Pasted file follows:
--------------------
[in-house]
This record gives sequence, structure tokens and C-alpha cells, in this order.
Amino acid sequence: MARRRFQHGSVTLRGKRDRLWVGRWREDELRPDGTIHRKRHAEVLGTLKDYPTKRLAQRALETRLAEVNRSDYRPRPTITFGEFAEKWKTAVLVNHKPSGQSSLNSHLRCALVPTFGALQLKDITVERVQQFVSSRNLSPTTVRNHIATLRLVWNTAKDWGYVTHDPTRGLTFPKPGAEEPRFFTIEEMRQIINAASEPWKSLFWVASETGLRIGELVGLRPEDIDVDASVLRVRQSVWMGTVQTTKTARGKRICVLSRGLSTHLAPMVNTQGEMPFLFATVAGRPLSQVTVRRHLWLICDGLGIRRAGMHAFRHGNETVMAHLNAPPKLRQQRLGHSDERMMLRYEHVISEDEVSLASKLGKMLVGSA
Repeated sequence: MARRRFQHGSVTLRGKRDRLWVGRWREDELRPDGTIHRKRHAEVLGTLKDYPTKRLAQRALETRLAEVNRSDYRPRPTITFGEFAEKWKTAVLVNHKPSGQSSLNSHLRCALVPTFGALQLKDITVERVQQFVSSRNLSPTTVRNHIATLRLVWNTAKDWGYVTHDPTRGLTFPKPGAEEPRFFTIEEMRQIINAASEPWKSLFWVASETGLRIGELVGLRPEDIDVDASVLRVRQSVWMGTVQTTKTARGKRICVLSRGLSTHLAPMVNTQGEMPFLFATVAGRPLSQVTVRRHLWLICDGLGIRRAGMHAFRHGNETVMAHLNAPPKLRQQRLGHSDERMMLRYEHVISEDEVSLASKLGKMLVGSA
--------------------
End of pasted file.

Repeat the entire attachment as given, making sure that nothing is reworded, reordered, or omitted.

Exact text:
[in-house]
This record gives sequence, structure tokens and C-alpha cells, in this order.
Amino acid sequence: MARRRFQHGSVTLRGKRDRLWVGRWREDELRPDGTIHRKRHAEVLGTLKDYPTKRLAQRALETRLAEVNRSDYRPRPTITFGEFAEKWKTAVLVNHKPSGQSSLNSHLRCALVPTFGALQLKDITVERVQQFVSSRNLSPTTVRNHIATLRLVWNTAKDWGYVTHDPTRGLTFPKPGAEEPRFFTIEEMRQIINAASEPWKSLFWVASETGLRIGELVGLRPEDIDVDASVLRVRQSVWMGTVQTTKTARGKRICVLSRGLSTHLAPMVNTQGEMPFLFATVAGRPLSQVTVRRHLWLICDGLGIRRAGMHAFRHGNETVMAHLNAPPKLRQQRLGHSDERMMLRYEHVISEDEVSLASKLGKMLVGSA
Repeated sequence: MARRRFQHGSVTLRGKRDRLWVGRWREDELRPDGTIHRKRHAEVLGTLKDYPTKRLAQRALETRLAEVNRSDYRPRPTITFGEFAEKWKTAVLVNHKPSGQSSLNSHLRCALVPTFGALQLKDITVERVQQFVSSRNLSPTTVRNHIATLRLVWNTAKDWGYVTHDPTRGLTFPKPGAEEPRFFTIEEMRQIINAASEPWKSLFWVASETGLRIGELVGLRPEDIDVDASVLRVRQSVWMGTVQTTKTARGKRICVLSRGLSTHLAPMVNTQGEMPFLFATVAGRPLSQVTVRRHLWLICDGLGIRRAGMHAFRHGNETVMAHLNAPPKLRQQRLGHSDERMMLRYEHVISEDEVSLASKLGKMLVGSA